A Day at the Racists by Anders Lustgarten Methuen, £9.99
Set in Barking, the constituency that BNP leader Nick Griffin is standing in for the General Election, Lustgarten's punchy new drama explores the rise of the BNP, suggesting New Labour's betrayal of the working class has increased its attraction. Lustgarten uses the character of Pete Case as his mouthpiece, making him former Labour Party organiser struggling to get by as a decorator. Immigrants are undercutting pay, his son can’t get on the housing list and his Labour MP doesn't care. Pete, a white man in his fifties, then finds hope in Gina, a mixed-race candidate for the BNP. Lustgarten sharply exposes the contrast between the BNP's emollient tactics and its extremist views, and examines tendency to shift its stance depending on its audience. A Day at the Racists premiered at the Finborough Theatre last month, and will be transfer to the Broadway Theatre, Barking for a one-off performance on 16 April.

Sweet Nothings by Arthur Schnitzler Faber, £9.99
When it was first staged in Vienna in 1895 under its original title Liebelie, Schniztler's tale shocked audiences more for presenting adulterous love affairs across social classes than for suggesting that promiscuity was rife within respectable Viennese society. Not that the latter idea would have been exactly embraced on its own. Max Burckhard, director of the Austrian national theatre, the Burgtheater, condemned the play as a ‘dangerous’ work, while the emperor Franz-Josef branded it ‘immoral’. This new version by David Harrower, whose adaptations have included Ivanov at the National, is devastatingly fresh and direct, imbuing Schniztler's tragi-farce of romance, despair and the death of youth with both playfulness and seriousness. Having just been on at the Young Vic, where it received acclaimed reviews, the script alone makes a totally absorbing, speedy read.

The Methuen Drama Book of Twenty-First Century British Plays, edited by Aleks Sierz Methuen, £14.99
This issue-driven collection of five contemporary plays demonstrates the latest trends in writing. “They offer a snapshot of a nation obsessed with themes of broken families, absent fathers, masculine rivalry, the lure of transgression and the loneliness of existence,” says Sierz, a visiting research fellow at Rose Bruford College.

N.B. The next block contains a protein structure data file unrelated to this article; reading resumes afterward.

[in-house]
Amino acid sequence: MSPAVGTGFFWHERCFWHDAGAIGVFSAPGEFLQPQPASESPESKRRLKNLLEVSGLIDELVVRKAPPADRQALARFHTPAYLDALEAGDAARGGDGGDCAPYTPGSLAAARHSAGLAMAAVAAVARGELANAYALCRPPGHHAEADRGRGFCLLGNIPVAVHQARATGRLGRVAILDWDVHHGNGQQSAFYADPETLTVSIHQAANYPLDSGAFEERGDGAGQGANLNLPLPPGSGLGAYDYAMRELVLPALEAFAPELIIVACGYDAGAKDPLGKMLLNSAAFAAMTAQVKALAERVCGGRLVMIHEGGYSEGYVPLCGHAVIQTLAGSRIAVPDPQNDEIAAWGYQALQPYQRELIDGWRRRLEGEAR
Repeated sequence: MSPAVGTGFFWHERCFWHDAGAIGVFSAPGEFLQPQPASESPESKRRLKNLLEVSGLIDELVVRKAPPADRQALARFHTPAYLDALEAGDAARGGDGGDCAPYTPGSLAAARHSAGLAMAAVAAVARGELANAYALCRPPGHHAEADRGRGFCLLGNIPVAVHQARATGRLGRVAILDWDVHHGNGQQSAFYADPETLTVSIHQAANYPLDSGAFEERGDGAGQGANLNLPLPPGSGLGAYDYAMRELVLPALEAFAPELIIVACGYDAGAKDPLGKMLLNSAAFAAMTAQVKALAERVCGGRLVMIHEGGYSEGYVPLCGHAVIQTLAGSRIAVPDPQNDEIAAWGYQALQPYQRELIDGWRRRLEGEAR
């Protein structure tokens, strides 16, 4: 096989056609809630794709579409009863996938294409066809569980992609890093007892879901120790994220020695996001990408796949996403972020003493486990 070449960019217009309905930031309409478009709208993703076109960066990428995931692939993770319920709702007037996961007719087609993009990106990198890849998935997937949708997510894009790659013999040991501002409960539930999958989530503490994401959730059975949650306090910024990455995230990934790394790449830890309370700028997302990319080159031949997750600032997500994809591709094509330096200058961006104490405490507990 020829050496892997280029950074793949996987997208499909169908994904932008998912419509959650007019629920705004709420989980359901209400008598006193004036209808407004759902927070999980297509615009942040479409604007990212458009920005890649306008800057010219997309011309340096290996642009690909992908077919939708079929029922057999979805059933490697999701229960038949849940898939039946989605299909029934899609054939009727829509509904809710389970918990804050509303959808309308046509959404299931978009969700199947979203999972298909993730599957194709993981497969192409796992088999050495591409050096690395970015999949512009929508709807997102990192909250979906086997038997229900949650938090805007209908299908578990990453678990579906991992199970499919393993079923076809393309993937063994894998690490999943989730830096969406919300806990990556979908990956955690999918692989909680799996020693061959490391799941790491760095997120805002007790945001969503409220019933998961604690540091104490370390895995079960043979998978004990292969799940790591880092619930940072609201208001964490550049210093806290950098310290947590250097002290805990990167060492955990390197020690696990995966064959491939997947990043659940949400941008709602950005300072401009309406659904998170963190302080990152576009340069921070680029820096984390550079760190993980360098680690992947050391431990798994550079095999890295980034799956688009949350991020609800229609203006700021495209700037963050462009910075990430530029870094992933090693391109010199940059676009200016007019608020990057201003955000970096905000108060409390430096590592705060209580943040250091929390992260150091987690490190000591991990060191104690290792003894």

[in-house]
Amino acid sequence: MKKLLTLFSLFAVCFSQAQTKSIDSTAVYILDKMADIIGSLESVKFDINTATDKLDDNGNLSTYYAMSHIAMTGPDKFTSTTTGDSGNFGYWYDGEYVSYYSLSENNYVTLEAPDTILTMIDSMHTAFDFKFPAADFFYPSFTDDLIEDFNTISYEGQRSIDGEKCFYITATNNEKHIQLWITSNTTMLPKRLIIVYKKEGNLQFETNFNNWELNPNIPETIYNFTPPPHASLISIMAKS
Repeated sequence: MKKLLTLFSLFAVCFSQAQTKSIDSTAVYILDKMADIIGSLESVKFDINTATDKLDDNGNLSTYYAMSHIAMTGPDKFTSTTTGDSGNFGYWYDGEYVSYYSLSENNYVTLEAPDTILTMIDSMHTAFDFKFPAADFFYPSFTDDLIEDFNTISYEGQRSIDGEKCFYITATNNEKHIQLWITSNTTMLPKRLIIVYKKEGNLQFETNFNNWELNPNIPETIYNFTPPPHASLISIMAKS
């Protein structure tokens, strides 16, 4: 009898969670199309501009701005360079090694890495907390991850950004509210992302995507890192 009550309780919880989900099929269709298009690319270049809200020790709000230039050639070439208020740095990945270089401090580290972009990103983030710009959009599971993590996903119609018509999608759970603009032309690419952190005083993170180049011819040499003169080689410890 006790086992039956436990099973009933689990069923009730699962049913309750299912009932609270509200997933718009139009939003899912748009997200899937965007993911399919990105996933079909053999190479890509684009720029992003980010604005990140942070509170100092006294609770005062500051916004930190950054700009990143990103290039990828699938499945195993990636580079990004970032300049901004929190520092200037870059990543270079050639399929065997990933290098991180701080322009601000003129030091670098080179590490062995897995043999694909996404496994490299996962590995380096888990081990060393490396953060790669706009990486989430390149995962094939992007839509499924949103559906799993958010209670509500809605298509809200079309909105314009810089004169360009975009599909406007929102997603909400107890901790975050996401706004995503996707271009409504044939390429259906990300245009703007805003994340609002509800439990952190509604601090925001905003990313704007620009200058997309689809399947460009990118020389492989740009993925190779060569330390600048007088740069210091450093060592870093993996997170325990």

First up on the reading list is Joe Penhall's Olivier Award-winning Blue/Orange, about Thatcher's legacy: the Tory policy of care in the community that led to hospital beds being rationed for the mentally disturbed, and the mentally ill discharged. Also on the agenda is Elmina's Kitchen by Kwame Kwei-Armah, who became the first black Briton to have a play staged at the West End when his drama about why young people of West Indian heritage are drawn to gun crime transferred to the Garrick in 2005.

The other offerings are Anthony Neilson's provocative comedy Realism, Pornography by Simon Stephens, which has no specified characters, and Gone Too Far! by Bola Agbaje, whose second play has just been on at the Royal Court (see above). Invaluable and portable – well, just about.


Theatre and Performance Design , edited by Jane Collins and Andrew Nisbet Routledge, £22.99
When contemplating theatre design, Plato, Bertrand Russell and Roland Barthes might not be the first figures you'd turn to, but Collins and Nisbet argue convincingly that the philosophers make valuable contributions. Gathering essays on cultural theory, fine art, philosophy and the social sciences, the two academics have placed scenography – the term for a more integrated reading of performance – in a wider context.

Before each main section – Looking, Space and Place, The Designer, Bodies in Space and Making Meaning – they make clear cases for their choices: Plato and Russell, for example, examined the difference between appearance and reality, challenging what we see around us. And preceding each five-to-ten page chapter reproducing the theorist's work, there are useful one-paragraph summaries of their argument to make the work less foreboding. The 52 essays include Arnold Aronson's Postmodern Design, Lois Tyson's Semiotics and Antonin Artaud's Theatre and Cruelty. An eclectic and enlightening mix.